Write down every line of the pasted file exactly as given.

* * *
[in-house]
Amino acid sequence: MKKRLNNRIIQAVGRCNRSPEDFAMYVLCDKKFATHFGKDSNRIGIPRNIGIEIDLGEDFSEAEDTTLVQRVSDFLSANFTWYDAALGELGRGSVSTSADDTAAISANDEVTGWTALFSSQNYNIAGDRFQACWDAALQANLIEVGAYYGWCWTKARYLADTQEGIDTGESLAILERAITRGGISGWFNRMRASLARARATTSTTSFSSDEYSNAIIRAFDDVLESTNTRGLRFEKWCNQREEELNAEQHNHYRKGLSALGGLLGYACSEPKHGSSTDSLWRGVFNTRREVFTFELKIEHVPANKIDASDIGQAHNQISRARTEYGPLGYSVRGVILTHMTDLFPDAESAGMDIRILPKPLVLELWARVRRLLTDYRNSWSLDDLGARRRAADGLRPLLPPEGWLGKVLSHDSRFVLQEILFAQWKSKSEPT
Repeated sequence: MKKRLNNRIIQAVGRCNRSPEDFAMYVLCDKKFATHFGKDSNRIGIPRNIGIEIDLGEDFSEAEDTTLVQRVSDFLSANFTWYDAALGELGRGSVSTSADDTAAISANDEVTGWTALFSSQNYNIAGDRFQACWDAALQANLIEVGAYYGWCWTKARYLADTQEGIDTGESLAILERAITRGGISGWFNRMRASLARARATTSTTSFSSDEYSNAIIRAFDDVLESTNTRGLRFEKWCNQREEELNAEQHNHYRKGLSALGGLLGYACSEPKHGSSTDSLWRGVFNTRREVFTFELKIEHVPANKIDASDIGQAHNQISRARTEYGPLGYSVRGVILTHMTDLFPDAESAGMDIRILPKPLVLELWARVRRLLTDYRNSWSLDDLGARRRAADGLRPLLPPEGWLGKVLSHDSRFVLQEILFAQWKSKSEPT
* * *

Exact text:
[in-house]
Amino acid sequence: MKKRLNNRIIQAVGRCNRSPEDFAMYVLCDKKFATHFGKDSNRIGIPRNIGIEIDLGEDFSEAEDTTLVQRVSDFLSANFTWYDAALGELGRGSVSTSADDTAAISANDEVTGWTALFSSQNYNIAGDRFQACWDAALQANLIEVGAYYGWCWTKARYLADTQEGIDTGESLAILERAITRGGISGWFNRMRASLARARATTSTTSFSSDEYSNAIIRAFDDVLESTNTRGLRFEKWCNQREEELNAEQHNHYRKGLSALGGLLGYACSEPKHGSSTDSLWRGVFNTRREVFTFELKIEHVPANKIDASDIGQAHNQISRARTEYGPLGYSVRGVILTHMTDLFPDAESAGMDIRILPKPLVLELWARVRRLLTDYRNSWSLDDLGARRRAADGLRPLLPPEGWLGKVLSHDSRFVLQEILFAQWKSKSEPT
Repeated sequence: MKKRLNNRIIQAVGRCNRSPEDFAMYVLCDKKFATHFGKDSNRIGIPRNIGIEIDLGEDFSEAEDTTLVQRVSDFLSANFTWYDAALGELGRGSVSTSADDTAAISANDEVTGWTALFSSQNYNIAGDRFQACWDAALQANLIEVGAYYGWCWTKARYLADTQEGIDTGESLAILERAITRGGISGWFNRMRASLARARATTSTTSFSSDEYSNAIIRAFDDVLESTNTRGLRFEKWCNQREEELNAEQHNHYRKGLSALGGLLGYACSEPKHGSSTDSLWRGVFNTRREVFTFELKIEHVPANKIDASDIGQAHNQISRARTEYGPLGYSVRGVILTHMTDLFPDAESAGMDIRILPKPLVLELWARVRRLLTDYRNSWSLDDLGARRRAADGLRPLLPPEGWLGKVLSHDSRFVLQEILFAQWKSKSEPT